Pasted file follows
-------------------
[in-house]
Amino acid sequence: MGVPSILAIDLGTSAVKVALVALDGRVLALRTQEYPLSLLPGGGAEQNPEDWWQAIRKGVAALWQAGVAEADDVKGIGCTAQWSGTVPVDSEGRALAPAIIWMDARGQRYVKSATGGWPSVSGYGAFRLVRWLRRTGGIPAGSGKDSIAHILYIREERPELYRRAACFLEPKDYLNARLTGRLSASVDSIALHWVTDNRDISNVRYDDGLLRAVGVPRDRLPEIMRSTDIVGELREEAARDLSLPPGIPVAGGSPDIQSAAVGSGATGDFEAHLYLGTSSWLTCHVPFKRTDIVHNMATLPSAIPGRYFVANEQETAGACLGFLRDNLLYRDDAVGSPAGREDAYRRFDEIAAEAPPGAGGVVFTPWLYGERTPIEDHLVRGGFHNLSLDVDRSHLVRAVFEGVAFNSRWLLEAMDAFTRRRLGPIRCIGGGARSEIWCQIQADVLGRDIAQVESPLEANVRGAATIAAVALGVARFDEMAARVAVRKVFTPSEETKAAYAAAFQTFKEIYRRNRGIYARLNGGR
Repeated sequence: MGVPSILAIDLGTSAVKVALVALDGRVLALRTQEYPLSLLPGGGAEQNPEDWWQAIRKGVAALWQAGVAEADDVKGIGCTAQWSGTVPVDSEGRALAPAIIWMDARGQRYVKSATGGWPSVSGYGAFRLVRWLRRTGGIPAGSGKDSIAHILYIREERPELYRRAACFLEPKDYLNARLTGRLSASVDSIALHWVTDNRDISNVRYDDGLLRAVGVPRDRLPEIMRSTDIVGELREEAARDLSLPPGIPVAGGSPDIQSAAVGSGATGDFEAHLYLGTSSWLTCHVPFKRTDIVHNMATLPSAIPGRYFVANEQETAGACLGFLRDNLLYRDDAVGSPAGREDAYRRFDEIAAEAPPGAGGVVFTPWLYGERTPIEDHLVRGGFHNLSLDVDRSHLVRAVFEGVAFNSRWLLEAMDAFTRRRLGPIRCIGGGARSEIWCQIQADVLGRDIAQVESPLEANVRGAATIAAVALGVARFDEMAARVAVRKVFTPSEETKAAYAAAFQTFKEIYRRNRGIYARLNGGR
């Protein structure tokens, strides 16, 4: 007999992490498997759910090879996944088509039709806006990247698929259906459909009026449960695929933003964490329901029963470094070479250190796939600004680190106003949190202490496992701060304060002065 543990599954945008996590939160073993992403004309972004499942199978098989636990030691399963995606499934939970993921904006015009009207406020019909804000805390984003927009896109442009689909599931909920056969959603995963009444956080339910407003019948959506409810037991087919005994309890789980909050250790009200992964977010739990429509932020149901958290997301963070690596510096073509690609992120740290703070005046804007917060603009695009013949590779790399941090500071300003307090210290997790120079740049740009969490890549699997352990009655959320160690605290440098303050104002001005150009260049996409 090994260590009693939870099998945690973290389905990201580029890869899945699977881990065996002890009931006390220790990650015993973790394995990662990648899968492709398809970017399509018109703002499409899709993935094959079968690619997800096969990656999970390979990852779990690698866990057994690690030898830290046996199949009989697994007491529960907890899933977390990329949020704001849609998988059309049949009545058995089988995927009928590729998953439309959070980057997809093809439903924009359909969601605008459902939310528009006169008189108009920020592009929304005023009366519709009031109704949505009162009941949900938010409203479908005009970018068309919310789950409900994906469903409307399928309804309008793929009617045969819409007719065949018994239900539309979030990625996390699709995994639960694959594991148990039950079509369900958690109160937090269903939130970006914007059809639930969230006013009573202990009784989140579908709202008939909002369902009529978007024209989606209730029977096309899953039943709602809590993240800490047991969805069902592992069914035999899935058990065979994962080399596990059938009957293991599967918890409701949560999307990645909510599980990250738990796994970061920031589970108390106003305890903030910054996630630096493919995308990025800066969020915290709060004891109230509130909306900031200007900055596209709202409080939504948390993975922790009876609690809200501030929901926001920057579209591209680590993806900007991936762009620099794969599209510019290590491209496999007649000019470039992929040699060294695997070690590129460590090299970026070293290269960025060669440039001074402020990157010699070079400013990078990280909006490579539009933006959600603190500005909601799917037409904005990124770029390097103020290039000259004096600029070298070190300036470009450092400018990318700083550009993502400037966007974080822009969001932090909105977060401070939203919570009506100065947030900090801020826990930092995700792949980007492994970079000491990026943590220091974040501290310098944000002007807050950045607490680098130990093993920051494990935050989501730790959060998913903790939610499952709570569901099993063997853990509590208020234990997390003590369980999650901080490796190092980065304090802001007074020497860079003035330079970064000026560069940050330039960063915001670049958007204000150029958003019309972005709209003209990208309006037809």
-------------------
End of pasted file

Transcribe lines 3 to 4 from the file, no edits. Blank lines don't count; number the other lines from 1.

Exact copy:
Repeated sequence: MGVPSILAIDLGTSAVKVALVALDGRVLALRTQEYPLSLLPGGGAEQNPEDWWQAIRKGVAALWQAGVAEADDVKGIGCTAQWSGTVPVDSEGRALAPAIIWMDARGQRYVKSATGGWPSVSGYGAFRLVRWLRRTGGIPAGSGKDSIAHILYIREERPELYRRAACFLEPKDYLNARLTGRLSASVDSIALHWVTDNRDISNVRYDDGLLRAVGVPRDRLPEIMRSTDIVGELREEAARDLSLPPGIPVAGGSPDIQSAAVGSGATGDFEAHLYLGTSSWLTCHVPFKRTDIVHNMATLPSAIPGRYFVANEQETAGACLGFLRDNLLYRDDAVGSPAGREDAYRRFDEIAAEAPPGAGGVVFTPWLYGERTPIEDHLVRGGFHNLSLDVDRSHLVRAVFEGVAFNSRWLLEAMDAFTRRRLGPIRCIGGGARSEIWCQIQADVLGRDIAQVESPLEANVRGAATIAAVALGVARFDEMAARVAVRKVFTPSEETKAAYAAAFQTFKEIYRRNRGIYARLNGGR
């Protein structure tokens, strides 16, 4: 007999992490498997759910090879996944088509039709806006990247698929259906459909009026449960695929933003964490329901029963470094070479250190796939600004680190106003949190202490496992701060304060002065 543990599954945008996590939160073993992403004309972004499942199978098989636990030691399963995606499934939970993921904006015009009207406020019909804000805390984003927009896109442009689909599931909920056969959603995963009444956080339910407003019948959506409810037991087919005994309890789980909050250790009200992964977010739990429509932020149901958290997301963070690596510096073509690609992120740290703070005046804007917060603009695009013949590779790399941090500071300003307090210290997790120079740049740009969490890549699997352990009655959320160690605290440098303050104002001005150009260049996409 090994260590009693939870099998945690973290389905990201580029890869899945699977881990065996002890009931006390220790990650015993973790394995990662990648899968492709398809970017399509018109703002499409899709993935094959079968690619997800096969990656999970390979990852779990690698866990057994690690030898830290046996199949009989697994007491529960907890899933977390990329949020704001849609998988059309049949009545058995089988995927009928590729998953439309959070980057997809093809439903924009359909969601605008459902939310528009006169008189108009920020592009929304005023009366519709009031109704949505009162009941949900938010409203479908005009970018068309919310789950409900994906469903409307399928309804309008793929009617045969819409007719065949018994239900539309979030990625996390699709995994639960694959594991148990039950079509369900958690109160937090269903939130970006914007059809639930969230006013009573202990009784989140579908709202008939909002369902009529978007024209989606209730029977096309899953039943709602809590993240800490047991969805069902592992069914035999899935058990065979994962080399596990059938009957293991599967918890409701949560999307990645909510599980990250738990796994970061920031589970108390106003305890903030910054996630630096493919995308990025800066969020915290709060004891109230509130909306900031200007900055596209709202409080939504948390993975922790009876609690809200501030929901926001920057579209591209680590993806900007991936762009620099794969599209510019290590491209496999007649000019470039992929040699060294695997070690590129460590090299970026070293290269960025060669440039001074402020990157010699070079400013990078990280909006490579539009933006959600603190500005909601799917037409904005990124770029390097103020290039000259004096600029070298070190300036470009450092400018990318700083550009993502400037966007974080822009969001932090909105977060401070939203919570009506100065947030900090801020826990930092995700792949980007492994970079000491990026943590220091974040501290310098944000002007807050950045607490680098130990093993920051494990935050989501730790959060998913903790939610499952709570569901099993063997853990509590208020234990997390003590369980999650901080490796190092980065304090802001007074020497860079003035330079970064000026560069940050330039960063915001670049958007204000150029958003019309972005709209003209990208309006037809």